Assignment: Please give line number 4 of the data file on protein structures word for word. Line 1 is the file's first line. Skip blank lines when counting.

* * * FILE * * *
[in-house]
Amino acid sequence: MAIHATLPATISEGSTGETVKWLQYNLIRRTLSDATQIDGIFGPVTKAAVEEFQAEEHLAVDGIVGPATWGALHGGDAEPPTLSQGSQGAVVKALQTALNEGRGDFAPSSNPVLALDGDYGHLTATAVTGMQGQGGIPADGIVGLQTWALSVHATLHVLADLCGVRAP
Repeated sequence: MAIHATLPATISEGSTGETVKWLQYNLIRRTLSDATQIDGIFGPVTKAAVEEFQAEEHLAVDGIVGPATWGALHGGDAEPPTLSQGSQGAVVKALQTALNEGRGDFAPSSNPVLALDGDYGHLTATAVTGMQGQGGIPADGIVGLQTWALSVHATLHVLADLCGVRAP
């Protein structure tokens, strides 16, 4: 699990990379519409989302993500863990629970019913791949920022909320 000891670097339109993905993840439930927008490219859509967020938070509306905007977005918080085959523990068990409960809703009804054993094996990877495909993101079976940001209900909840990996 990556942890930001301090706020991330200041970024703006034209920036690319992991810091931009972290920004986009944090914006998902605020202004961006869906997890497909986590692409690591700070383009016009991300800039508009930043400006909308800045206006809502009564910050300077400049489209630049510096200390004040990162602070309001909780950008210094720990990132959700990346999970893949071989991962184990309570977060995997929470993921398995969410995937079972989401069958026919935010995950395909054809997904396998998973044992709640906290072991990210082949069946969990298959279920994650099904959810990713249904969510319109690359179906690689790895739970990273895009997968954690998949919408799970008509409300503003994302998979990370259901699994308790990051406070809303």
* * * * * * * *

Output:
């Protein structure tokens, strides 16, 4: 699990990379519409989302993500863990629970019913791949920022909320 000891670097339109993905993840439930927008490219859509967020938070509306905007977005918080085959523990068990409960809703009804054993094996990877495909993101079976940001209900909840990996 990556942890930001301090706020991330200041970024703006034209920036690319992991810091931009972290920004986009944090914006998902605020202004961006869906997890497909986590692409690591700070383009016009991300800039508009930043400006909308800045206006809502009564910050300077400049489209630049510096200390004040990162602070309001909780950008210094720990990132959700990346999970893949071989991962184990309570977060995997929470993921398995969410995937079972989401069958026919935010995950395909054809997904396998998973044992709640906290072991990210082949069946969990298959279920994650099904959810990713249904969510319109690359179906690689790895739970990273895009997968954690998949919408799970008509409300503003994302998979990370259901699994308790990051406070809303």